Are you the owner of a microwave oven, a refrigerator, or a Mr. Coffee? If so, power hungry vampire appliances, all, are sucking the power out of your home, and the money out of your checkbook! Is the television the center of your living room? Does your computer and all of its accessories ( printer, etc.) stay on even when you walk away? And, how many of you unplug your toaster everyday?
In the past several years, it has become a significant part of many American lives to save money. We all know times are tough! A good segment of those same Americans are concerned about the planet and excessive energy use. This is where the importance of knowing what vampire appliances are and how they not only suck away unused power, but inflate your monthly cash outlay as well.
First, let’s just list seven of the most common vampire appliances in your home.
2) Computer/ Printers
3) Microwave Oven
5) Coffee Maker
6) Some Video Game Consoles
7) Clock Radios
Wise Geek. Com defines vampire appliances in the following way, “Vampire appliances are appliances which continue to suck energy even they are turned off, because they enter a standby mode rather than fully powering down. The term is also used more generally to refer to energy-hungry appliances.”
That’s a great definition, and pretty much covers it, but the biggest challenge with vampire appliances is really not in defining them or even figuring out which appliances are just standing around sucking energy.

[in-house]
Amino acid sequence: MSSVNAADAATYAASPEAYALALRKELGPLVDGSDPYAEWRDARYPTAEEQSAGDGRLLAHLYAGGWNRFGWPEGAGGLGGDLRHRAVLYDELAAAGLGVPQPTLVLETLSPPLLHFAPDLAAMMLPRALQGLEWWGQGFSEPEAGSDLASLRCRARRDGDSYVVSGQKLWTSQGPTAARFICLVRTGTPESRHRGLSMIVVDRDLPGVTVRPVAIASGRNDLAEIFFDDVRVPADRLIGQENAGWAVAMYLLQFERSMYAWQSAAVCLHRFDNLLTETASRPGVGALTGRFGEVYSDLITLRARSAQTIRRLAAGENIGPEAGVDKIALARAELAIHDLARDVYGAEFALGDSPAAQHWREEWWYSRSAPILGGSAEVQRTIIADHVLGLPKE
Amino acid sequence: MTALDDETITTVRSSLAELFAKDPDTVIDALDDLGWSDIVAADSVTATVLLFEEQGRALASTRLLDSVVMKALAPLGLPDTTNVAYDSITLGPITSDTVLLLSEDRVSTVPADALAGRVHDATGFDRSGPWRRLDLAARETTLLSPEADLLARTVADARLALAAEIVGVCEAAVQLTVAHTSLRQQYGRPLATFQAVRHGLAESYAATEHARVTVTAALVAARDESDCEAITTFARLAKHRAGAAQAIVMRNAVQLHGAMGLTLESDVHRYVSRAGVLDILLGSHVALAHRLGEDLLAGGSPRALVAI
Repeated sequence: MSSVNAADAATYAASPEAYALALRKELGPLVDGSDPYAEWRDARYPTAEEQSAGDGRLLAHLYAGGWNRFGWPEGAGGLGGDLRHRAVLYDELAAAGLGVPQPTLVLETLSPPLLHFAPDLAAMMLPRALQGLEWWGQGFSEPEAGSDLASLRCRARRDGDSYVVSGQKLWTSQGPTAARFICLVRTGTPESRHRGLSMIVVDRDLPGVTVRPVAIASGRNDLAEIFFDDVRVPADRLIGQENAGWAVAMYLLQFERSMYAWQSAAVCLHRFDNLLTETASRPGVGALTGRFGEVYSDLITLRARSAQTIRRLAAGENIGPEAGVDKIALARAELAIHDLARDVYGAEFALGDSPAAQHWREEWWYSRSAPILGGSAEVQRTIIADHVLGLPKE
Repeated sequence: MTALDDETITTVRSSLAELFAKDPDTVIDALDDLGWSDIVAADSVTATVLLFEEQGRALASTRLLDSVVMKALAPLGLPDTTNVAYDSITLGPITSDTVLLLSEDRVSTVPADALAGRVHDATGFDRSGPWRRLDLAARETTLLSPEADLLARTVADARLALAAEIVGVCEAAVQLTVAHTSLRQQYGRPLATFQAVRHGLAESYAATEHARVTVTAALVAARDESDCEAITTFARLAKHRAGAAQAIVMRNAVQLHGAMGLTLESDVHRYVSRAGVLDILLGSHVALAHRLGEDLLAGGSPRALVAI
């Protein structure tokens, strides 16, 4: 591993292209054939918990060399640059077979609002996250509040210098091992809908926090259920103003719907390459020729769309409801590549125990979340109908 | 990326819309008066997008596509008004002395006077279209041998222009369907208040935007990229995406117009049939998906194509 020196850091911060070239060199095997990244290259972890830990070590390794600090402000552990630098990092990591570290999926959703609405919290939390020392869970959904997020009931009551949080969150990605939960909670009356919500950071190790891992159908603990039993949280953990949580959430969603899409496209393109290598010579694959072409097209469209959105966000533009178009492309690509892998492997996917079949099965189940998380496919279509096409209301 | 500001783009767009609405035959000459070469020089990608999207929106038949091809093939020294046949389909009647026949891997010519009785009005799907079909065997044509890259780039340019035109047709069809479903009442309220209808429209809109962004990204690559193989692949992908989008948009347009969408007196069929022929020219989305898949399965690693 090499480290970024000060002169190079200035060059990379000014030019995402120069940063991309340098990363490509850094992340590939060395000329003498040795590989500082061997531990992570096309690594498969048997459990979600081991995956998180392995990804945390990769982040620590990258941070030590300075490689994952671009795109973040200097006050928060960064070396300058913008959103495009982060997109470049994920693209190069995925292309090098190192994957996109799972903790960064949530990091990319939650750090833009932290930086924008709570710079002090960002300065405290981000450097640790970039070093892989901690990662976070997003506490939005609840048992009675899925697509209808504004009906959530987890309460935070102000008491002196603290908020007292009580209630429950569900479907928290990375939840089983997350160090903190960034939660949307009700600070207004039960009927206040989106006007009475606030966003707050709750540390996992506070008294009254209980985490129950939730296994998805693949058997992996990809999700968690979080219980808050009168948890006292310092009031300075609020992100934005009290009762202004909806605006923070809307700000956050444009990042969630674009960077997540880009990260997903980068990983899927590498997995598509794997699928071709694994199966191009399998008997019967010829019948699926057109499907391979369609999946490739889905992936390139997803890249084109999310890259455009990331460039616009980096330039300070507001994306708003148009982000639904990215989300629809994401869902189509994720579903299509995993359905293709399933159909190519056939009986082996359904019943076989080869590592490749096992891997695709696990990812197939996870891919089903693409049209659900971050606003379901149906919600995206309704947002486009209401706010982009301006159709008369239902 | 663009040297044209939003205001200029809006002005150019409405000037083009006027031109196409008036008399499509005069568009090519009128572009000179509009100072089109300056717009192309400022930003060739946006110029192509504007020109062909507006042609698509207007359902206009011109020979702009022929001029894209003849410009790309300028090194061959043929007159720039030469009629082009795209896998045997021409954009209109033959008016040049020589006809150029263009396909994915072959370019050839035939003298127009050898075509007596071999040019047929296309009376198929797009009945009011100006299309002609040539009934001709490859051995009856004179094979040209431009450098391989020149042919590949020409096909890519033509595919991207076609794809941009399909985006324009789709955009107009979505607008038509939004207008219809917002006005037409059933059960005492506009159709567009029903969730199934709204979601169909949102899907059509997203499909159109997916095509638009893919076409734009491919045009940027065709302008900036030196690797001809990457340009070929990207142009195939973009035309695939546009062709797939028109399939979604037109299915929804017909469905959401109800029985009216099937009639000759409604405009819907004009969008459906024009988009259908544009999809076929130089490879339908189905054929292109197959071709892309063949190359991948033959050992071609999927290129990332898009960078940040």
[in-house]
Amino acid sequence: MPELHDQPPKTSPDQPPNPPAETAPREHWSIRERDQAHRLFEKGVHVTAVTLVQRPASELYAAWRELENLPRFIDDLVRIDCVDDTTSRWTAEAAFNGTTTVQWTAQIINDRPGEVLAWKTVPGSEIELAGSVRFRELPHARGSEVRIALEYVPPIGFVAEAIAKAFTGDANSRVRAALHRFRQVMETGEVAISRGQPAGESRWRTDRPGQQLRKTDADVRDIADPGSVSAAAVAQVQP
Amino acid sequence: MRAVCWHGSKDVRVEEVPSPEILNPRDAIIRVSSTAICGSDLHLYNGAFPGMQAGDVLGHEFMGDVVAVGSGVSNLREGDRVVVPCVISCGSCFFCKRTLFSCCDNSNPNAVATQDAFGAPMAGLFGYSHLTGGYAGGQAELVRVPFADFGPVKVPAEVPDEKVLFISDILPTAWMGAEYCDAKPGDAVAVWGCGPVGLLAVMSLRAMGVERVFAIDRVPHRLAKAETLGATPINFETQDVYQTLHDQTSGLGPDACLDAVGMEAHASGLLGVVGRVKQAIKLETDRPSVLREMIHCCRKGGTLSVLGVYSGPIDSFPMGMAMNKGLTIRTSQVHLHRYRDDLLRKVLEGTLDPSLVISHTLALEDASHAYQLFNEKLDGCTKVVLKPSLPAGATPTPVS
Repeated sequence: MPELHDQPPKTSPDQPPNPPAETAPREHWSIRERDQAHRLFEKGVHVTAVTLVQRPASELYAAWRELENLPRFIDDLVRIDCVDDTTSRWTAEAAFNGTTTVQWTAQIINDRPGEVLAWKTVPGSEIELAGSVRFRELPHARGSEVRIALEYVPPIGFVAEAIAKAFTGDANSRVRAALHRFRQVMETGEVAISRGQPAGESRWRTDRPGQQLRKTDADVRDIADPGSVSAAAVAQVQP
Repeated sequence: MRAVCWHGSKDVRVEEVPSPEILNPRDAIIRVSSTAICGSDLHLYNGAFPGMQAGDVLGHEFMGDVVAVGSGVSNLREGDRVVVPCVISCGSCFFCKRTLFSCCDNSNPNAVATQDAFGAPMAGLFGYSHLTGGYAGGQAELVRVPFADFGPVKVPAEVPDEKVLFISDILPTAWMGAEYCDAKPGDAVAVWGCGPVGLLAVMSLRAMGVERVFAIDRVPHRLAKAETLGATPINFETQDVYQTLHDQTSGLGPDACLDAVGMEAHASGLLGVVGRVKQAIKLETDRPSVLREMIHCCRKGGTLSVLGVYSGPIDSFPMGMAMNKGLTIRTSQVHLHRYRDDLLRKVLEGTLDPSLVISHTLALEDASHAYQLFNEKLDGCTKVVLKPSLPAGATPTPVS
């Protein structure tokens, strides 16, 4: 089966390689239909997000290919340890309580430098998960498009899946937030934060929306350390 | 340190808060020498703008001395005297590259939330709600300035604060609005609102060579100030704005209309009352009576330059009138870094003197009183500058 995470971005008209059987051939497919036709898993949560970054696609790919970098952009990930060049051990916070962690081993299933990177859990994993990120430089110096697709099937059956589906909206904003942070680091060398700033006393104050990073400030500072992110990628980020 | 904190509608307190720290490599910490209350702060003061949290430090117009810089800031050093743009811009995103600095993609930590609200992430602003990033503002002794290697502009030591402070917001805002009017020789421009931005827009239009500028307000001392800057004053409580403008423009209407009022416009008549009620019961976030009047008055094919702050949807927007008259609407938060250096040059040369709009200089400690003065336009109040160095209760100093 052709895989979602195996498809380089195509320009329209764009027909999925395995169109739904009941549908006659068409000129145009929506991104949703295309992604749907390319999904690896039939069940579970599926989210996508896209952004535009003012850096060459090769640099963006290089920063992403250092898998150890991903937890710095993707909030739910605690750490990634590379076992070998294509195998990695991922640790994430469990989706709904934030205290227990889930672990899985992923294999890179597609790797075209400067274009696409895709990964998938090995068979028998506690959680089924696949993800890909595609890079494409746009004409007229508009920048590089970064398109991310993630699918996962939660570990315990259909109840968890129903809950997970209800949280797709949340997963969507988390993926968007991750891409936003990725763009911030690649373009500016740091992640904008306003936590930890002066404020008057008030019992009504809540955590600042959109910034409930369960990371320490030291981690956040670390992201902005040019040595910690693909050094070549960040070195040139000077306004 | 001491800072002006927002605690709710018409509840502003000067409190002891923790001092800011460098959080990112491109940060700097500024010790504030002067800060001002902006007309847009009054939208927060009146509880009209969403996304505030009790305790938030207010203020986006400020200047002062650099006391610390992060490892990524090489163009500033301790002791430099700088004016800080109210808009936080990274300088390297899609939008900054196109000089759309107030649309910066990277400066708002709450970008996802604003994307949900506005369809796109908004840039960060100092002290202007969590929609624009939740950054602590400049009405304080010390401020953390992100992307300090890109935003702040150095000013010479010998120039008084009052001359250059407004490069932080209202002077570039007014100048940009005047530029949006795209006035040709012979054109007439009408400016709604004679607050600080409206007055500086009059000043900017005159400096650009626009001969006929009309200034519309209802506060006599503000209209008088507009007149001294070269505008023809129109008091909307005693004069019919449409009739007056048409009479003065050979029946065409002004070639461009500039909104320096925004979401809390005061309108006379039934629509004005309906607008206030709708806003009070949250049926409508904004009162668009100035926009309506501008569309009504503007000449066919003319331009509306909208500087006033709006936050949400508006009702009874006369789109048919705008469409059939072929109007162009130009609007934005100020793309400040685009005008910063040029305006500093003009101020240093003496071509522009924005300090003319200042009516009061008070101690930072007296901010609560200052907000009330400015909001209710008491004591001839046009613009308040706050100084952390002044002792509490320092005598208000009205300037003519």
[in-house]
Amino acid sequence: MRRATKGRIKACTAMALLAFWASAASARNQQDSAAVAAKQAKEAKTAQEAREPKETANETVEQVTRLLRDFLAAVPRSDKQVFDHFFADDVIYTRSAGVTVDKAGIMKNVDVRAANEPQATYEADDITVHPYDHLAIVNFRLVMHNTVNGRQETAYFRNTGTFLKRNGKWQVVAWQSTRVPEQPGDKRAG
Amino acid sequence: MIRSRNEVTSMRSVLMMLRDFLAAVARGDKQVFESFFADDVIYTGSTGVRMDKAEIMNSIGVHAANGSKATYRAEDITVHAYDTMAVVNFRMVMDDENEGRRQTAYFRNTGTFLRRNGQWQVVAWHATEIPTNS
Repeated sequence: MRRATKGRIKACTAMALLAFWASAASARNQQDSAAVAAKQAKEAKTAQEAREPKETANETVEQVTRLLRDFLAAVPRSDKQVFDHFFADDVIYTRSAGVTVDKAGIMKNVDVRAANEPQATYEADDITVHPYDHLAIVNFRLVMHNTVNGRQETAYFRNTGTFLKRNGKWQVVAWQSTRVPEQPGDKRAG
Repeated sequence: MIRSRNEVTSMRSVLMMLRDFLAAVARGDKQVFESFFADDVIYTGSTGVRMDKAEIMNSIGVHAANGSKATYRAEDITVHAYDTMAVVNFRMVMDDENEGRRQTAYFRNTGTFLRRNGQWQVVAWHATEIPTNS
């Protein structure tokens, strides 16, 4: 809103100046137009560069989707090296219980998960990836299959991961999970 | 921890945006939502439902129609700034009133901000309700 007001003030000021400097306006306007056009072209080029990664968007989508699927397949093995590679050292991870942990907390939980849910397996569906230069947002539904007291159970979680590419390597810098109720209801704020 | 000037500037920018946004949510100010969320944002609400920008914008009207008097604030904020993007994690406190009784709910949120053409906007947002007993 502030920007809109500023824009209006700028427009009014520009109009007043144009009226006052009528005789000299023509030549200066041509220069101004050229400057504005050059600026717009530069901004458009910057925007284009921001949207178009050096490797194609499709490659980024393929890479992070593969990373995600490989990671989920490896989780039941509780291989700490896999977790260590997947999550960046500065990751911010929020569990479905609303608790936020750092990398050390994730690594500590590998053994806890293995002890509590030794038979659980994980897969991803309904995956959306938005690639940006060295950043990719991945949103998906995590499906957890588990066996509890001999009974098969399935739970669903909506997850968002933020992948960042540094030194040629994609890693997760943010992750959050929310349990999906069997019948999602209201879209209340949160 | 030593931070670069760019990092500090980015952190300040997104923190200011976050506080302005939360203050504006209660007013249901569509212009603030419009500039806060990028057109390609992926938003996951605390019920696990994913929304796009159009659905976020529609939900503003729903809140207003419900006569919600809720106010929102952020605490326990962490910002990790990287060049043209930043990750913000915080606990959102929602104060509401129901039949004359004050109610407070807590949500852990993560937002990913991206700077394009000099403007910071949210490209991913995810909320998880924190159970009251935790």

The true challenge is that there is no manufacturer who will let you know how much energy is being used while the appliance is off.
Without this knowledge, consumers have to try their best to reduce the use of vampire appliances by employing the following two methods.
1) Unplug the appliance whenever it is not in use. This can get old, but it does work.
2) Try out Automated Timers that turn off the appliances when not in use. There is a lot of argument about these gizmos. Why? Because the energy expended by using them might be a much as the energy used by the vampire in the middle of your living room.
Is this all a Catch-22? Maybe, but it is worth the time and effort to invest in surge protectors, unplug appliances when not in use- and if everything else fails- reduce the use of these appliances on a grander scale.